This is a guest post by Cynthia Koehler, executive director of the WaterNow Alliance.
When it comes to addressing the nation’s water infrastructure crisis, cities and towns are ground zero. They account for 80% or more of spending on drinking water, stormwater and wastewater nationwide, as federal and state support for these vital public services have dwindled over the last thirty years. The news is filled with concerning estimates that it will take billions, or trillions, to address municipal water resource needs going forward.
But it may be that these gloomy estimates are overblown.
Green and distributed infrastructure options are having their moment, and municipal leaders are taking notice. Permeable pavements capture and filter stormwater; recycling technology is turning buildings into treatment facilities; water-efficient appliances, landscaping and water smart tech tools are stretching water supply far beyond projections.
These decentralized innovations — distributed over many properties — perform the same functions as conventional built water infrastructure, capturing, treating and managing water. But they are often much less expensive than conventional infrastructure, and more compatible with maintaining environmental health. Seattle, Philadelphia, Los Angeles, Milwaukee and the Las Vegas area are all experimenting successfully with distributed water strategies in various ways.
The challenge for green and distributed water strategies is scale. The power of these systems to provide truly meaningful benefits, and big savings, to cities and towns is in the aggregate. So how do we move from important but scattered success stories to making these options easily available to municipalities facing a range of water issues?
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That challenge has just gotten a bit easier thanks to a recent decision by the Governmental Accounting Standards Board (GASB). For the last two years, WaterNow Alliance, in partnership with NLC’s Sustainable Cities Institute, has been working with a team of bond lawyers and municipal finance experts to make it easier for cities and towns to pay for green and distributed water programs in the same way that they pay for conventional water infrastructure — all through debt-financing.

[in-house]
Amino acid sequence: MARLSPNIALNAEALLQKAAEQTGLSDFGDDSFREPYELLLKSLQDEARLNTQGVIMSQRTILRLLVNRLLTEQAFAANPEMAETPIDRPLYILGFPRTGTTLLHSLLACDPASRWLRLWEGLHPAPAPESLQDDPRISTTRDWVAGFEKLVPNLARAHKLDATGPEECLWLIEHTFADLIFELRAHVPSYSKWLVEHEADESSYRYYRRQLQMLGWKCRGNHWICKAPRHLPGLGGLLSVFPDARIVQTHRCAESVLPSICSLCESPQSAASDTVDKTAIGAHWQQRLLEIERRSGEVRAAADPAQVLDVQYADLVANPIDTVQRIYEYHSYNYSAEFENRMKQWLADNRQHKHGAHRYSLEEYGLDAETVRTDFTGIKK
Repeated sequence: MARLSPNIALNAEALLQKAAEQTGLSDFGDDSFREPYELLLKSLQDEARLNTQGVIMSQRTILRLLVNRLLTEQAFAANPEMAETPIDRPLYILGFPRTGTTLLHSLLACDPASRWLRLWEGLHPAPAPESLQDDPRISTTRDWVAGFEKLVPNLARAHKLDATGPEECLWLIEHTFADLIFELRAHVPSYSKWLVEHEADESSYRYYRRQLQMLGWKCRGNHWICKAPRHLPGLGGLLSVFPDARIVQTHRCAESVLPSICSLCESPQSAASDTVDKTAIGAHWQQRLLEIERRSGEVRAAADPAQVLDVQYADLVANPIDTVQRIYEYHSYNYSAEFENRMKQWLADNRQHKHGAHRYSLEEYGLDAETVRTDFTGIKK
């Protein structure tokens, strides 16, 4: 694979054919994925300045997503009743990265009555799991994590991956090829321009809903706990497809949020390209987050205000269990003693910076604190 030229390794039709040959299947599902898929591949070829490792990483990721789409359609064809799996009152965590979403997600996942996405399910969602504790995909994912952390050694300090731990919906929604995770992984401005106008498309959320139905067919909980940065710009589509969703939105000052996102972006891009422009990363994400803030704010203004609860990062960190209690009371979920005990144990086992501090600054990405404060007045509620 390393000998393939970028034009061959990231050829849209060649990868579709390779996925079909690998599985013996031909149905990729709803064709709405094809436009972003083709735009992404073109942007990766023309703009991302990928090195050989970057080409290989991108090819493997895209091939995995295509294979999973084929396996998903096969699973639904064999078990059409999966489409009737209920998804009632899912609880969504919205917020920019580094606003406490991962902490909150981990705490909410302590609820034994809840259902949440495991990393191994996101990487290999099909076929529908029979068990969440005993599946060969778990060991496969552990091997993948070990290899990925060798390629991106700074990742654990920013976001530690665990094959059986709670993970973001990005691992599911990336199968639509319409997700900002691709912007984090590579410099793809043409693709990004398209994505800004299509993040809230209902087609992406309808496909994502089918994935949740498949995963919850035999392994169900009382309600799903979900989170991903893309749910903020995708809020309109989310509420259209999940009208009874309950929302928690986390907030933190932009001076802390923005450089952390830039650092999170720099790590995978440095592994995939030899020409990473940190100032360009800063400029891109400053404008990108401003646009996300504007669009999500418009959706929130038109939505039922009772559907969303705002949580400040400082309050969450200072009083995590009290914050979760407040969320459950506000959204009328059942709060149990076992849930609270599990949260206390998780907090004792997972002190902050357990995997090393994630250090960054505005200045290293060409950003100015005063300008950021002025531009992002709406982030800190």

Adopting distributed systems at large-scale requires that cities and towns have the option to use municipal bond proceeds to pay for consumer rebates, direct installations and other distributed infrastructure initiatives. Otherwise these programs are relegated to annual operating budgets, and for all but the largest utilities this means that they will remain relatively small.
This is where GASB comes in. Rebate programs for turf change outs or permeable pavements or industrial efficiency projects do not have the look and feel of traditional assets. And to debt finance, you need an asset.
About 10 years ago, GASB adopted accounting standards (GASB 62) allowing cities, towns and other public entities to book public spending on “business-type activities” as assets, recognizing that these expenditures, which do not result in traditional fixed assets but are also not annual expenses, can create long-term benefits. Local government spending on distributed infrastructure throughout their communities can be a great fit for this treatment. But until now, it wasn’t easy to connect the dots from GASB 62 to water or consumer rebates.
As a result of NLC and WaterNow’s efforts, along with other partners, GASB has now issued authoritative guidance specifically providing that utility spending on distributed water programs can be booked as assets. (The critical factor is the existence of a rate setting board, such as a city council. Please see here, here and here for a more detailed discussion.)
This opens the way for local governments to access capital markets and invest in consumer rebates and other distributed water programs at an entirely new scale, a scale that has real potential to address the infrastructure challenges of the 21st Century.
The community benefits of this – let’s face it – highly wonky and technical accounting guidance are significant for any municipal water agency. If even a small amount of their capital can be redeployed to distributed systems, it would relieve strain on operating budgets while ramping up investment in solutions that are faster, greener and often cheaper in solving significant water challenges than conventional alternatives.
We are excited to be working with NLC over the next year or so to help municipal leaders identify new efficiency technologies, stormwater strategies and other innovative water solutions that could make the difference for their cities and towns. For more information, please contact firstname.lastname@example.org.
Cynthia Koehler is Executive Director of the WaterNow Alliance and an environmental attorney and water policy expert with 20 years of experience working on federal and state water issues and legislation. She was previously the Environmental Defense Fund’s Legislative Director for California water issues and the Legal Director for Save San Francisco Bay.